“This is an extremely exciting time for our borough, and I am honored to be able to contribute to a positive image of Staten Island to potential visitors in our city, state, country, and the world,” commented Sammartino-Mallen, who, as an undergraduate, received scholarships from several organizations, including the Atlantic & Pacific Tea Company and The Lions Club.
Sammartino-Mallen’s impressive résumé also includes posts as the Director of Communications and Development at Richmond University Medical Center and the Public Information Officer at the Department of Veterans Affairs, which serves Staten Island Veterans. She has also volunteered for the March of Dimes, the Staten Island Heart Society, and the Carl V. Bini Foundation, and is an active parent at Children’s Harbor Montessori School, where she served on the Parent Association’s executive board.
The successful professional, mother, wife, and conscientious citizen reminds other grads to “network. Take the time to go to events and meet people. Never turn down an invitation. You never know who you might meet.”
She further advises CSI students to, “Try everything. Explore. You never know what might grab you and lead you down the right path. I had two or three majors by the time I settled into English Literature. I majored in something I loved because I knew I could stick with it. I wasn’t concerned about how it would relate to my job search after school. I just wanted to be passionate about something and talk about books and plays, and CSI allowed me to do that.”
The proud alumna remembers some notable professors she enjoyed at CSI, including the late Jim Tolan and Michael Shugrue, and Catherine Lavender.
“I recall a grad-level class where Jim Tolan had us take poetry we had written and physically cut it apart, line by line. I was devastated. I’m no poet and I had worked really hard on the assignment. Once we had the work in pieces, he asked us to reassemble it in a different way. What I had before me was so much more profound and interesting when I stopped thinking about where the thoughts ‘belonged.’ I think the same can be said for so many areas of our lives. It was an eye-opening lesson,” she stated.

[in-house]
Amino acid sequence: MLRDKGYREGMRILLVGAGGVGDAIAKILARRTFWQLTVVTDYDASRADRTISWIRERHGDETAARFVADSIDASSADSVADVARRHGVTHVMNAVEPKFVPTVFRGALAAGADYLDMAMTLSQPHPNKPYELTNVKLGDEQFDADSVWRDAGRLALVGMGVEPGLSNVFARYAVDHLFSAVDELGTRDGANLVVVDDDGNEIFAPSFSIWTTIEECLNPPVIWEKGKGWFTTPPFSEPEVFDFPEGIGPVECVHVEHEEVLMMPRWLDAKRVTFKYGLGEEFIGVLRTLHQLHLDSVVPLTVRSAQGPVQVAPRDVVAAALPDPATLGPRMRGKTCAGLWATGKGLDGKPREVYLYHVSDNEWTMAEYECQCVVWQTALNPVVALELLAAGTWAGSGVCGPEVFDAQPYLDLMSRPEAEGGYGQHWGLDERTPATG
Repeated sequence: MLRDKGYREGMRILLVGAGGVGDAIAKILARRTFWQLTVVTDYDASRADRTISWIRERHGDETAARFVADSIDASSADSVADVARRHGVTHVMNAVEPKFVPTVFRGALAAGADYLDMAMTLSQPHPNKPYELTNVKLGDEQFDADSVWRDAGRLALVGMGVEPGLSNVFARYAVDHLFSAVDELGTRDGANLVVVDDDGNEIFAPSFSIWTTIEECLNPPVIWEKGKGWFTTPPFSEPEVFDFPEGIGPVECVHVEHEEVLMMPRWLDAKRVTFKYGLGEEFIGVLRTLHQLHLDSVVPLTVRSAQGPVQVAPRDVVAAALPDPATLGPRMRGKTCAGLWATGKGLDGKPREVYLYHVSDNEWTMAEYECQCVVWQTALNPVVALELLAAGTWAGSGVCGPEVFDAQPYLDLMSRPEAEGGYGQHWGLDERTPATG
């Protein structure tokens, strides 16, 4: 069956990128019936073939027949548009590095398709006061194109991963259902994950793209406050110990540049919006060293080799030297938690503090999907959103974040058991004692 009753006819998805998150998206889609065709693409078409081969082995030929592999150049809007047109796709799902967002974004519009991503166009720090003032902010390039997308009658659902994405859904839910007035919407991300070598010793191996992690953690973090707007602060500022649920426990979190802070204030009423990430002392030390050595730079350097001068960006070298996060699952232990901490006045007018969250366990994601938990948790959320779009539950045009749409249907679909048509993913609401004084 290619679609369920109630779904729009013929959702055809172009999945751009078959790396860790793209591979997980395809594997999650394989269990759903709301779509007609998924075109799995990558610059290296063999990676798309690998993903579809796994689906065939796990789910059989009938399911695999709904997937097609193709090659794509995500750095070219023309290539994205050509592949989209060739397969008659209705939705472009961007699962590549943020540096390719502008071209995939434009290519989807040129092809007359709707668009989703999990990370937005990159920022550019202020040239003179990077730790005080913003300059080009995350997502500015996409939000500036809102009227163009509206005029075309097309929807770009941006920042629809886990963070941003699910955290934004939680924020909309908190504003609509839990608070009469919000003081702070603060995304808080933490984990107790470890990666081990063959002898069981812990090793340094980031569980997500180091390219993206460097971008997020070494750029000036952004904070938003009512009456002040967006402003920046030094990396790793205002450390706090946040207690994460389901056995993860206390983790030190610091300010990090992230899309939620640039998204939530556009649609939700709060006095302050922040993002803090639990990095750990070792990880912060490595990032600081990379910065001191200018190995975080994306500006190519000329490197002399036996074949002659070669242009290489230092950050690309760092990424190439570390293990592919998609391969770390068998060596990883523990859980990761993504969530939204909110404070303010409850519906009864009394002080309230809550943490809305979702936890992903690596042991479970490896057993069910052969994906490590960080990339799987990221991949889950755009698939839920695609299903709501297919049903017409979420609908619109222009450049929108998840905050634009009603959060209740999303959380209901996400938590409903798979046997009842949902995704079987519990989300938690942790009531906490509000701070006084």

Finally, Sammartino-Mallen humbly notes, “Life is a balancing act, and I fail all the time. As a mother to a young child, it is next to impossible to give 110% all day, every day to everyone and everything in your life that deserves attention. Do what you can, don’t stress the stuff that you can’t change, and be grateful. And dye your hair.”
Teacher, multi-scholarship recipient, Dean’s List member, community volunteer, immigrant, mother. These titles belong to one woman who has seemingly transcended any limitations an international student may impose. Teachers Education Honors Academy (TEHA) alumna Souad Outarid is passionate about all of the hats she wears in life. The Moroccan-born Mathematics major currently teaches at John W. Lavelle Preparatory Charter School, in addition to volunteering locally at the Staten Island Mental Health Department (where she assists elementary students with reading and math). Outarid also lends her time to the Distance Learning program at the College of Staten Island’s (CSI) Continuing Education Program where she tutors GED students and teaches Arabic to non-native Arabic students at the Al-Noor Islamic Society Sunday School.
As an undergraduate student, Outarid earned Dean’s List placement for consecutive years from 2007 to 2012, and was the recipient of the National Science Foundation Robert Noyce Teacher Scholarship Program, The Alfred Harcourt Foundation Scholarship, and the TEHA Scholarship. While all hold a high level of prestige, the Noyce Scholarship was particularly transformative for Outarid as it allowed her to participate in an international teaching internship in Vladimir, Russia. The scholarship program seeks to encourage talented science, technology, engineering, and mathematics (STEM) majors and professionals to become K-12 mathematics and science (including engineering and computer science) teachers. During the 2017 Spring Break, Outarid joined a group of Noyce alumni, led by Dr. Irina Lyublinskaya, to visit Vladimir State University (VlSU). The opportunity supports developing collaboration between the Pedagogical Institute of the Russian university and the Noyce Teacher Honors Academy at CSI. During this time, Outarid co-taught calculus lessons with another Noyce alum to tenth grade students and co-presented a master class to VlSU graduate students.